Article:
Faulty table lamps, desk lamps and floor-standing lamps, often cherished items, are usually quite easy to repair and spare parts are available. Owners are often confused, though, by the range of different types of bulb that are available.
People are often very attached to a vintage table or desk lamp that maybe belonged to their grandmother, or which they took a fancy to at a car boot sale. Others are relatively new and have just stopped working. These can nearly always be fixed. Search online for table lamp spares. You should be able to find suppliers from which you can obtain all the parts you need, including brass fittings, switches, and old style cotton covered wire. You just need a very basic understanding of electricity and how to wire a plug in order to do the job safely.
Check for a frayed or loose cable which could be dangerous. Using a test meter, check the continuity of the wiring from the plug, through the switch to the lamp holder. Modern LED and electronically controlled lamps can be a little harder but you can still check for basic faults.
A separate page demystifies the several different types of light bulb, and their many shapes, sizes and bases.
- An electrical safety test is highly recommended, including a visual check, both before and after a repair, especially for an older item.
- As with any mains operated item, it's a good idea to have the plug on the bench in front of you before starting to work, so you can be certain you didn't forget to unplug it.
The first and most important task is to inspect the electrics. A frayed lead, cracked plug or cracked or faulty switch must be replaced. Check the fuse with a multimeter on a low resistance range.
If the lamp uses a mains voltage bulb (of whatever sort), test continuity between the plug and the bulb holder with a multimeter on a low resistance range. To do this, touch one probe on one of the pins of the plug (but not the big earth pin) and see if you can get a zero reading by touching the other probe on one of the contacts in the bulb holder. The switch may be off. Try it in the other position of the switch. Now repeat with the probe on the other pin of the plug. If you can't get a zero reading in either case then there is a break in the wire, or the switch is faulty.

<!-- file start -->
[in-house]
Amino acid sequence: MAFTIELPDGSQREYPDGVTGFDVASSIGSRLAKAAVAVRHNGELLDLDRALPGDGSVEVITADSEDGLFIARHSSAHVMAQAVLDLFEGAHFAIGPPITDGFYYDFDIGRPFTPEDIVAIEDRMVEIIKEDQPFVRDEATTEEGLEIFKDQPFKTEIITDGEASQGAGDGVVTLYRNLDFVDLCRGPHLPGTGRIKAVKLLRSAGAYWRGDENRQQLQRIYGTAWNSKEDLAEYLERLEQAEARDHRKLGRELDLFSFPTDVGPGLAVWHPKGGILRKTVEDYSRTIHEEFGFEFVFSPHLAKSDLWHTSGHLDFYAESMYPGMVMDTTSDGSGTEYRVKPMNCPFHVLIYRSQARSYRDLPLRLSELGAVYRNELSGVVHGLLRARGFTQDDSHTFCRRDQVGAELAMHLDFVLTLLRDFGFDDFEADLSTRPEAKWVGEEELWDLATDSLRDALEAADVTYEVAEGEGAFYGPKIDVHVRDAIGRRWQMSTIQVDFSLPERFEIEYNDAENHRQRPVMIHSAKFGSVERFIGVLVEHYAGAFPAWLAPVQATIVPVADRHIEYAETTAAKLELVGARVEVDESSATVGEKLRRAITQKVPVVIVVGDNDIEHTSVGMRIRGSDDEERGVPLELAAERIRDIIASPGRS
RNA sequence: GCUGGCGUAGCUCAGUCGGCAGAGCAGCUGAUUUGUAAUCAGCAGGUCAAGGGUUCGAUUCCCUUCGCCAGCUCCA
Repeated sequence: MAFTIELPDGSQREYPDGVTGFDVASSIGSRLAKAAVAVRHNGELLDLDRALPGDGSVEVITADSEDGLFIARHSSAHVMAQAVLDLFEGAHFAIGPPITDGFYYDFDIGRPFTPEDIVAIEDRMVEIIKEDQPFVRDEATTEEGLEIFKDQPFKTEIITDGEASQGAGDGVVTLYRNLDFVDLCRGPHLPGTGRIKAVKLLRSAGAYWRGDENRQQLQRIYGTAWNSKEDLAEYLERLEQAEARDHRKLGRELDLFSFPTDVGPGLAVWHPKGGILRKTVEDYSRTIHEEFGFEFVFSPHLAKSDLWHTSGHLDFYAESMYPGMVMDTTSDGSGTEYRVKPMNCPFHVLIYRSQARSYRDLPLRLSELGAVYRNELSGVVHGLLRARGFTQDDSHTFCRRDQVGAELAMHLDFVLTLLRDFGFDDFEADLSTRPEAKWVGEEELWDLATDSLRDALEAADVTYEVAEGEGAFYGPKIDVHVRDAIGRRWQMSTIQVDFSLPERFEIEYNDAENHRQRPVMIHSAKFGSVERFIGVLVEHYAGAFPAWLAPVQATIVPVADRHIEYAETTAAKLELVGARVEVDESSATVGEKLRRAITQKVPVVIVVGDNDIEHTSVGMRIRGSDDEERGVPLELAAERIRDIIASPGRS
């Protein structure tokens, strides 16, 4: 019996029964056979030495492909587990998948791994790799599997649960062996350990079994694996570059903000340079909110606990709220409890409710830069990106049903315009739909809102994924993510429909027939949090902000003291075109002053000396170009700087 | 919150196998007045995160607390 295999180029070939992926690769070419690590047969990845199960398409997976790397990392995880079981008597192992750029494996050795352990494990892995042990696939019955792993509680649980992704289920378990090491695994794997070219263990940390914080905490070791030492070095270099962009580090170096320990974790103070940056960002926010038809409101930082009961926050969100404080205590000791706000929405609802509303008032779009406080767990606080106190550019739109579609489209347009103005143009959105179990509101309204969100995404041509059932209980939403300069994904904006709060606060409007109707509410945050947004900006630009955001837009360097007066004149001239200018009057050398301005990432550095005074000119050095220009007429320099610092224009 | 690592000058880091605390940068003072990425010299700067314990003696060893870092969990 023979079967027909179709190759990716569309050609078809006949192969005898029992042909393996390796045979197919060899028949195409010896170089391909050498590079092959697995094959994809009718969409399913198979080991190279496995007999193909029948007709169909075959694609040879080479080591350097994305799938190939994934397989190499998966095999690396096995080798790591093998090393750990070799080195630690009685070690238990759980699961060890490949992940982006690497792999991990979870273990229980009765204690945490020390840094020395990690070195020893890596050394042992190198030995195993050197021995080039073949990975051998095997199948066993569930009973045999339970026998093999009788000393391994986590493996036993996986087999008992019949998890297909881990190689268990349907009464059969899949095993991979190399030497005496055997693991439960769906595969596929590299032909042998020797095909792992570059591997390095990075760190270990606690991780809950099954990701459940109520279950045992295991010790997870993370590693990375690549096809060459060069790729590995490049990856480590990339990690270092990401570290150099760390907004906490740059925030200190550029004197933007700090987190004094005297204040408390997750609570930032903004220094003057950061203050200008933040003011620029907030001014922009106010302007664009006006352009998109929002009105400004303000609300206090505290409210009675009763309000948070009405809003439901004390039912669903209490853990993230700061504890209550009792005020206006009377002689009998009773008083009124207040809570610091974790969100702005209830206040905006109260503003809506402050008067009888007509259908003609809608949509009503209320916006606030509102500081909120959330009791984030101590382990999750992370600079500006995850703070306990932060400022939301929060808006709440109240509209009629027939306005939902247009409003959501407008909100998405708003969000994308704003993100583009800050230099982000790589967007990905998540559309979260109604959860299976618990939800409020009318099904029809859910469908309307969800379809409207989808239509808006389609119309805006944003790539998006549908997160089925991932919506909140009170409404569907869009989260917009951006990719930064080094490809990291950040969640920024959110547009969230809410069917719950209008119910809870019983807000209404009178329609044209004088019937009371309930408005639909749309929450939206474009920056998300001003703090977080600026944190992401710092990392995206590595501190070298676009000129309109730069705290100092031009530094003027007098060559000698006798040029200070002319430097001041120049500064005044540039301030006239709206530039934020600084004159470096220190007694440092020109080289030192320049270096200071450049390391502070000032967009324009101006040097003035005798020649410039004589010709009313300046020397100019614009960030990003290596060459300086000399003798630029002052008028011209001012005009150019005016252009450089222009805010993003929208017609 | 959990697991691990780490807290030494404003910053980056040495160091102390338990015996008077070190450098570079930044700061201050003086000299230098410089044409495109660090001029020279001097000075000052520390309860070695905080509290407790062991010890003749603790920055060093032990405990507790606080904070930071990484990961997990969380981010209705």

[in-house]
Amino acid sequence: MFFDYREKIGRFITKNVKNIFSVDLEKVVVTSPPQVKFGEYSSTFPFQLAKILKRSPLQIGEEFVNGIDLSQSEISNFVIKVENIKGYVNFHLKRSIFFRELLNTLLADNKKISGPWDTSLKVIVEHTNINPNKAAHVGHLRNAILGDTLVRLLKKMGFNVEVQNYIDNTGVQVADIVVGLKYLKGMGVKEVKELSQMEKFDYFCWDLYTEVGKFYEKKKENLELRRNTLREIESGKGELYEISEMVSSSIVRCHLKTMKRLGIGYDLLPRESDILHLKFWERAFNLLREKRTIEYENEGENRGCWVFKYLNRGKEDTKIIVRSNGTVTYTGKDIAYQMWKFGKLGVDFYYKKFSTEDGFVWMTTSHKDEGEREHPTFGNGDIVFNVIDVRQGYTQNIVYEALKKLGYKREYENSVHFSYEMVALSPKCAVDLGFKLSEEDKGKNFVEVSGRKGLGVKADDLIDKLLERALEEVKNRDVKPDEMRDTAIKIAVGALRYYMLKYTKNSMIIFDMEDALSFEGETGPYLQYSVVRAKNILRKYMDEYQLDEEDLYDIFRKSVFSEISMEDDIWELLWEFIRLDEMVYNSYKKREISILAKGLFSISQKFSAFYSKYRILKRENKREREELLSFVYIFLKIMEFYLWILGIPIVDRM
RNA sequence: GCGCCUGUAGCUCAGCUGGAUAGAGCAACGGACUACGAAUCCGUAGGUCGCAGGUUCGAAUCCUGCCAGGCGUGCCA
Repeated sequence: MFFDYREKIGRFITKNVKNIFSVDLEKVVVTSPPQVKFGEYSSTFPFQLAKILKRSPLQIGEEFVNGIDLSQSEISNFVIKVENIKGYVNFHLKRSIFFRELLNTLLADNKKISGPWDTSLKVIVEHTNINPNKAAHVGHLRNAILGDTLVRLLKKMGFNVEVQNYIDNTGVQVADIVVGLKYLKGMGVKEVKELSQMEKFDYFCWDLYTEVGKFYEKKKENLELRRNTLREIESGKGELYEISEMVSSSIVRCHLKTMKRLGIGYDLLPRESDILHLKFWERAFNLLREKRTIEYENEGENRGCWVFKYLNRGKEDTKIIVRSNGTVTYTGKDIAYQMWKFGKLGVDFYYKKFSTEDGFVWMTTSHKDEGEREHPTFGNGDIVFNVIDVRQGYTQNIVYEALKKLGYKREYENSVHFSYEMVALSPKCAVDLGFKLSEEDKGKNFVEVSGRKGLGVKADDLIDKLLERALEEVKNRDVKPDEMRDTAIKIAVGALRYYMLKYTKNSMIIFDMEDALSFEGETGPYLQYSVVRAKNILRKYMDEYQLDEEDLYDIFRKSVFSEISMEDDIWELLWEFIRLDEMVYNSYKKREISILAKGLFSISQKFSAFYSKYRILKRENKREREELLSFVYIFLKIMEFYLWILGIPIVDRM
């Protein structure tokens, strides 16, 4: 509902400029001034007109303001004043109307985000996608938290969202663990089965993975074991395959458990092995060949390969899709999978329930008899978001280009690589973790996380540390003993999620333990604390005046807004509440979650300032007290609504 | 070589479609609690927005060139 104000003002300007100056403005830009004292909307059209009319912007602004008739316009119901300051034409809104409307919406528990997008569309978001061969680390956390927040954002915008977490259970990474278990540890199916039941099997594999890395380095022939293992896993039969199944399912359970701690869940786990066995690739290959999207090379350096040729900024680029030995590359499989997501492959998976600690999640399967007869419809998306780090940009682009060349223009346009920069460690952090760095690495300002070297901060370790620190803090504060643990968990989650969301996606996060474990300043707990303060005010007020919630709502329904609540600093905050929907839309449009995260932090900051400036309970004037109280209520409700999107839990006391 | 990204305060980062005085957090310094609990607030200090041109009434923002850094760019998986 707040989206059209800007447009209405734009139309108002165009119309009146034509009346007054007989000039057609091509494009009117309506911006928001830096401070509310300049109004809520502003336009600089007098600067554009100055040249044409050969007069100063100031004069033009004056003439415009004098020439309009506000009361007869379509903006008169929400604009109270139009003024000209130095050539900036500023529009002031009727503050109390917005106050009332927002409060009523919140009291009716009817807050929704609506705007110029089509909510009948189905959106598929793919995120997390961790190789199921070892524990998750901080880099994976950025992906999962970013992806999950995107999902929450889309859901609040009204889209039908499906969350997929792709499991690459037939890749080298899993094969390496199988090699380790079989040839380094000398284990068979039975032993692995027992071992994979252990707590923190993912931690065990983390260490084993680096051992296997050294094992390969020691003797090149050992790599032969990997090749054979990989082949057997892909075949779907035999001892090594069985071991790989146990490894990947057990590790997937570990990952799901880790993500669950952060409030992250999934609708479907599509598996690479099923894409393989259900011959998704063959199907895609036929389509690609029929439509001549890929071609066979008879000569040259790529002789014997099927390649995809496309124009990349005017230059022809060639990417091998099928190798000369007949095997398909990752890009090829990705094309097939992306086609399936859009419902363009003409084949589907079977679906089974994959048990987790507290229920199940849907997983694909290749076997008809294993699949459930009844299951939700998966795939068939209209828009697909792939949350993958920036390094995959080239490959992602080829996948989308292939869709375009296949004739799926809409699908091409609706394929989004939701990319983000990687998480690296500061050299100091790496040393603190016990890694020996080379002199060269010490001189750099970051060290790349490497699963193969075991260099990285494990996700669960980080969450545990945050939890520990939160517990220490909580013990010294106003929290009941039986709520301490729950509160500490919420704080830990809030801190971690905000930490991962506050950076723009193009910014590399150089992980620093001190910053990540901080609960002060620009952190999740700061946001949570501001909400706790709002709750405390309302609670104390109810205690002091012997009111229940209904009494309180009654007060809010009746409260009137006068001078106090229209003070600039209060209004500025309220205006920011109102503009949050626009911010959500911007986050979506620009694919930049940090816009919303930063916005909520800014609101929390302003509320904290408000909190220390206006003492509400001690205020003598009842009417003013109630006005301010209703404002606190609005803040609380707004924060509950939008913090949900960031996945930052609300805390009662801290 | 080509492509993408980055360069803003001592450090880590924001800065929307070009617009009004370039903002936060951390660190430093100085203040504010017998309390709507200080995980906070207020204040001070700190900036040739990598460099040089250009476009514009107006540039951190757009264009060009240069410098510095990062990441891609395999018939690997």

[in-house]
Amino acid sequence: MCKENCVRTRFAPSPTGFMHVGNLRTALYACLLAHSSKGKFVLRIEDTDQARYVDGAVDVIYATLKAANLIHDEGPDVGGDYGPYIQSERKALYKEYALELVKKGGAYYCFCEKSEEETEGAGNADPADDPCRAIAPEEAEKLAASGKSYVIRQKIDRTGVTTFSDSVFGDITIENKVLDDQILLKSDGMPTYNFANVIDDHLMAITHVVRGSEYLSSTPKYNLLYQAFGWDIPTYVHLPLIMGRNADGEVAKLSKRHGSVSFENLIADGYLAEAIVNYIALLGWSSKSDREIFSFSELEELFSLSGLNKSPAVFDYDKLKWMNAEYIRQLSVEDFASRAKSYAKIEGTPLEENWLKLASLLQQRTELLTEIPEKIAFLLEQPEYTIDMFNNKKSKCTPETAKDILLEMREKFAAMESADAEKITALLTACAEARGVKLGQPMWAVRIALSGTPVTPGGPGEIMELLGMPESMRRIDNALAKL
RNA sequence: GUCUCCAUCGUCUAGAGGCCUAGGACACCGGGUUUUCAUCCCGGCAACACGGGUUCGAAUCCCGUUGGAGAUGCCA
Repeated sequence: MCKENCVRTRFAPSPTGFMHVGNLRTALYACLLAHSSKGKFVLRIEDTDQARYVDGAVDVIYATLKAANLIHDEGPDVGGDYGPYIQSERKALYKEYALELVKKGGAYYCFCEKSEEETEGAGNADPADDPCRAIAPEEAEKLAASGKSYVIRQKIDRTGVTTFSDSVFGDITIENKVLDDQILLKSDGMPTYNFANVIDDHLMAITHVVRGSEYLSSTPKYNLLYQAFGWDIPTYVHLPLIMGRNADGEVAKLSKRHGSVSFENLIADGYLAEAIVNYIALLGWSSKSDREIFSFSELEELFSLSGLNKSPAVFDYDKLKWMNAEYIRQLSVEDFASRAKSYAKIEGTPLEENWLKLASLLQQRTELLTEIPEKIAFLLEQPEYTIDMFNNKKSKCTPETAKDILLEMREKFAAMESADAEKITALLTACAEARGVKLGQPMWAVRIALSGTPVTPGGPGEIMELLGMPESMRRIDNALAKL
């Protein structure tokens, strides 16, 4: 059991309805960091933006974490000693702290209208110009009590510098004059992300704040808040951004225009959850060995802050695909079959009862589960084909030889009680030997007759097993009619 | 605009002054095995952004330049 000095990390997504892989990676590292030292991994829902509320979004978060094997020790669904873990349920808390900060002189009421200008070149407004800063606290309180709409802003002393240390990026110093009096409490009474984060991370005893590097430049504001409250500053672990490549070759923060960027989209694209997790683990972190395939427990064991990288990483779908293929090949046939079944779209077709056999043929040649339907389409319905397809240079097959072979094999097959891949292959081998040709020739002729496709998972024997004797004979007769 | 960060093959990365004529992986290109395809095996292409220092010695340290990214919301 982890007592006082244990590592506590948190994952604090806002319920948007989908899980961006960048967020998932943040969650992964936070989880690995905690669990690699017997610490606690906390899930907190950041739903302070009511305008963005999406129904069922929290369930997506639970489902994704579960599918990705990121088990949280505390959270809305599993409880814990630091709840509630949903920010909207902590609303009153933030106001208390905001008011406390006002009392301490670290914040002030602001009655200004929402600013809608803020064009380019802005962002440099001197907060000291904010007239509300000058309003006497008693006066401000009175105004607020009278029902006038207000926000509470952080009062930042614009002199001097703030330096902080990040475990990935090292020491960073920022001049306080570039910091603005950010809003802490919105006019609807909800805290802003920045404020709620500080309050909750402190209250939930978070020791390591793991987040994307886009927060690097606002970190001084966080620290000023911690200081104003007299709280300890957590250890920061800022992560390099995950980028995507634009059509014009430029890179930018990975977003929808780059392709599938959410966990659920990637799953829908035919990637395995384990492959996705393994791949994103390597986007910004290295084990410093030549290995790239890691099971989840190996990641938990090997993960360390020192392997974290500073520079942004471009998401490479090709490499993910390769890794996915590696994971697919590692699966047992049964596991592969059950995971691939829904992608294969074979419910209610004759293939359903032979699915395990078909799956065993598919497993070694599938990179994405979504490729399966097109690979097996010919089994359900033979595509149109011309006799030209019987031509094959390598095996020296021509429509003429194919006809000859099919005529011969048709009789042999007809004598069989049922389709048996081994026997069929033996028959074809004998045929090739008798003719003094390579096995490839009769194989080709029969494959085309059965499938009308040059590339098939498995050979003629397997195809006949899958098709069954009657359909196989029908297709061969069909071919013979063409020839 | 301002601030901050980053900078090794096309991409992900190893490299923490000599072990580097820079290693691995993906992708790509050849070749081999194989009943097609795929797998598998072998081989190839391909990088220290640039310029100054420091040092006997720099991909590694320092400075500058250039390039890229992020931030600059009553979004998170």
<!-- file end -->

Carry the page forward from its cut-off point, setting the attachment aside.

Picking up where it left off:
Lamps using a low voltage halogen or LED bulb have a transformer or an electronic equivalent in the base. This is harder to test but you should still be able to test for continuity between the plug and the transformer and between the other side of the transformer and the bulb. Check for any signs of overheating, or for a bulging or leaking electrolytic capacitor.
Some such lamps have touch controls for on/off or for dimming. These too are harder to diagnose beyond simple continuity checks and a visual inspection for obvious faults.
A wide range of spare parts for lamps is available online, including brass or plastic lamp holders and fittings, switches and decorative or fabric-covered flex for an authentic restoration of a vintage lamp. Simply search online for "lamp parts" or "lamp fittings".
Getting inside a table lamp with a decorative base such as glazed porcelain is sometimes a little tricky. A porcelain base may have a paper or felt bottom to prevent it scratching a polished surface, and you may need to remove this to get inside. Sometimes you may have to unscrew the top. You may have to pull the lead from the plug into the base in order for it not to get impossibly twisted in the process.
The lamp holder may need replacing. This may be plastic or brass, and with or without an integral switch. Other brass fittings such as threaded tubes and nuts to fit them may also need to be replaced.
A brass lamp holder should have a screw terminal for the attachment of an earth wire. It's very important that this is connected as otherwise a fault could be lethal.